Emmetsburg Man Embraces Kenya Mission
For an Emmetsburg man, the countdown has begun for a pair of nine-hour flights and a two-hour bus trip at the end of this month.
Andrew Williams is counting the days until he boards a plane with co-workers from the 28 plants operated by POET?Biorefining to participate in a philanthropic mission that is aptly titled, “Seeds of Change.”
“The actual Seeds of Change began back in 2013 when Jeff and Tammie Broin and their daughters went to Kenya, with a goal of helping a girls’ boarding school, the Travelers Oasis Centre. While there, the Broin family assisted in the construction of a greenhouse that the school could use to grow produce that could be sold to assist the operations of the school, which is approximately two hours south of Nairobi.
That first step was called, Mission Greenhouse. The second year, a mission trip titled Mission Greenfields brought Kenyan farmers the opportunity to learn new farming techniques, increase the yields and introduce new hybrid seeds, to help them grow more food for their people,”?Williams said.
Broin opened the mission trips to all employees of Broin facilities across the country, allowing the employees to participate in the mission with yearly trips to Kenya.
“I first heard about this mission in 2015 and it sounded like something I?wanted to do and see, so I went,” Williams explained. “I found out that it is really important to me. I told my wife that I am going every year from now on.”
In the 2014 trip, POET volunteers dug footings by hand for a three-story masonry dormitory for the boarding school, which is home to 240 girls, most of whom live in abject poverty.
“This area of Kenya is so impoverished,”?Williams recalled. “If these girls don’t get an education, they end up having to work the streets for money, because the average income for a family is so little. They know education is everything, and their willingness to learn is huge. They want an education and not to starve.”
The 2015 mission trip saw Williams and his fellow volunteers paint the interior of the completed dormitory and prepare it for occupancy by the students.
While the work on the boarding school is a work in progress, other aspects of Seeds of Change are ongoing.
Mission Breathe addresses a common problem in developing countries; finding a way to efficiently cook food. Through the use of ethanol powered cookstoves, the traditional charcoal fueled fire is gradually being replaced, which also provides a major health benefit as well.
“Last year, while we were at the school, we went into the kitchen where they prepared the meals for the girls,” Andrew said. “It was a concrete platform arrangement with a space for an open flame, and all they used was charcoal they make themselves. The walls and the ceiling in this kitchen were just black with soot.”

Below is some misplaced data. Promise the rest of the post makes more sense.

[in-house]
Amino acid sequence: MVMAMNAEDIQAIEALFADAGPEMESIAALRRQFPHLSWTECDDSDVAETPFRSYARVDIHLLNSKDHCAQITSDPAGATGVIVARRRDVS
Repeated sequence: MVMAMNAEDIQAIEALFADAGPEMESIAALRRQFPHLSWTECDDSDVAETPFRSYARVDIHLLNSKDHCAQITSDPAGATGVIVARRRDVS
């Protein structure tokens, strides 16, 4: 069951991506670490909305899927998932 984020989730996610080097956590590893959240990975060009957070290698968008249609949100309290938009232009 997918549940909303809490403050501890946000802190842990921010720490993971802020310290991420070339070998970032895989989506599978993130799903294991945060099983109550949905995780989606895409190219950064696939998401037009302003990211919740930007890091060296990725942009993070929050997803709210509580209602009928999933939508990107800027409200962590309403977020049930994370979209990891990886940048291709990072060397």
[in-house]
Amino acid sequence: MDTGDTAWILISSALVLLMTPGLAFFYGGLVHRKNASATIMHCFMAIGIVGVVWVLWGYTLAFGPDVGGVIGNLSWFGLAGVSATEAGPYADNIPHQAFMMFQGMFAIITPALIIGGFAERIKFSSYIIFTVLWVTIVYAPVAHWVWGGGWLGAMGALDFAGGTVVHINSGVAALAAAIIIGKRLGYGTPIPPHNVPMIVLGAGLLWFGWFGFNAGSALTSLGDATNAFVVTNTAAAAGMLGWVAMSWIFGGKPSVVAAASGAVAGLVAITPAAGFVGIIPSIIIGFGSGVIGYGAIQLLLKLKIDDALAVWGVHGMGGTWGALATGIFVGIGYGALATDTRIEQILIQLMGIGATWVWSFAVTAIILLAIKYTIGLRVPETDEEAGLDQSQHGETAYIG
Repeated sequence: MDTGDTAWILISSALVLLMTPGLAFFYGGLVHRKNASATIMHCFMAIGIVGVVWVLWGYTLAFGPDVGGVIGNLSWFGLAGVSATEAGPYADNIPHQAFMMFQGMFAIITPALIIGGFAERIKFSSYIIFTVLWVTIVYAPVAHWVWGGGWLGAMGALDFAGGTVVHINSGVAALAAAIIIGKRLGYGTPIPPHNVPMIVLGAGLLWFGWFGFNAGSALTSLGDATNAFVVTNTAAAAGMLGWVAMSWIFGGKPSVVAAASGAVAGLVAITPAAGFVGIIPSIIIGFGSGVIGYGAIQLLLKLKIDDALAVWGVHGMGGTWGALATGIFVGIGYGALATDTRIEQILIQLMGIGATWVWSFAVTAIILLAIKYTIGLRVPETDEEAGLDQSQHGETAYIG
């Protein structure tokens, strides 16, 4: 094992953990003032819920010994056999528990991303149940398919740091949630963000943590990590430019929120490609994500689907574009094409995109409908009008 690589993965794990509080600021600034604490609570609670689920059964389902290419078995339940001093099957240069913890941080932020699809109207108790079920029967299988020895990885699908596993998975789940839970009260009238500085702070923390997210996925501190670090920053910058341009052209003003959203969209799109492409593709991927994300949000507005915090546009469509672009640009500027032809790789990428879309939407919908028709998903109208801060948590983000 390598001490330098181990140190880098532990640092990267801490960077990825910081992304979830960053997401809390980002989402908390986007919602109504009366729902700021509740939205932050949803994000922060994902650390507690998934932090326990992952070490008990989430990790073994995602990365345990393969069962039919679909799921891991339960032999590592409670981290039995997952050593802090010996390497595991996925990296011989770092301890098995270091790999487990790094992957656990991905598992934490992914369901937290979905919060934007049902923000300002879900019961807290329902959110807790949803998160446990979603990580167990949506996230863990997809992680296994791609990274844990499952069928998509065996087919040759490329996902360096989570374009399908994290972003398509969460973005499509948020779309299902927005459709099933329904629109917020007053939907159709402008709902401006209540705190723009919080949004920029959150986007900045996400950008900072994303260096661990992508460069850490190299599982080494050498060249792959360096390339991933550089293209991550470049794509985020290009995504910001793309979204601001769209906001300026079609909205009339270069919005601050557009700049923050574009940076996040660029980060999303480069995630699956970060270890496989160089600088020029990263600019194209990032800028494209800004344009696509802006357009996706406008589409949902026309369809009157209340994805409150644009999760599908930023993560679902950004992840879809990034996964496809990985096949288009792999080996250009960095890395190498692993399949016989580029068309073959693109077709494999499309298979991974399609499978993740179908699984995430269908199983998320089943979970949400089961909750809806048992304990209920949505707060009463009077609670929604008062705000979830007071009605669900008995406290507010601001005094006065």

Quickly, the POET?volunteers took to shovels and began digging footings for a new kitchen and dining space, with the new facility to be equipped with the ethanol fueled cookstoves of Mission Breathe.
In his two previous mission trips, Williams became friends with a pair of girls at the school, and it’s that association that has had a profound effect on him.
“So many of these girls are orphans, daughters of single parents with 10 to 12 people living in a one-room hut,” Williams said. “We get a chance to visit some of the girls’ families at their homes, and to see how they live, well, it’s hard to put into words how it’s changed me. I know that I?look at things in life a lot differently now.”
While the work at the boarding school continues with each successive mission trip, the efforts for the other aspects of the Broin family’s mission also continue to grow and prosper. Mission Greenfield continues to benefit farmers, according to Williams.
“Working with the farmers towards a path of sustainability is the goal of Mission Greenfield,”?Andrew noted. “And, we want to continue to work like this in other areas of need there in Kenya.”
Since the construction of the initial greenhouse, others have been built at the boarding school and grow quantities of produce, which are sold in markets. Local women are hired by the school’s owners to work in the greenhouse, rather than having the students do the work.
“The school owner explained that he does that so that the girls can learn, that is their job,” Andrew said. “He hires the women and pays them so that they can support their families. Some of the girls do get hired to work at the school once they graduate.”
To prepare for a mission trip, Williams and other POET?employees have learned to scour thrift stores for pants and jeans to wear in Kenya, and when the trip is done, the clothing is left to be donated to families.
“A lot of us fill suitcases with school supplies, toiletries, things that we take for granted that mean so much to those girls,” Andrew said. “I also noticed tha the laborers who help build the buildings all are barefooted, so last year, I?took a pair of my steel toed safety boots along and when I left, I gave them to one of the workers. I’m going to do that again this year.”
As the next mission trip leaves May 25 and will return on June 5, Andrew will be the only representative from the Emmetsburg POET plant to participate this year.
“For me it’s about connecting with these girls, showing them that somebody cares, and building relationships,” Williams said.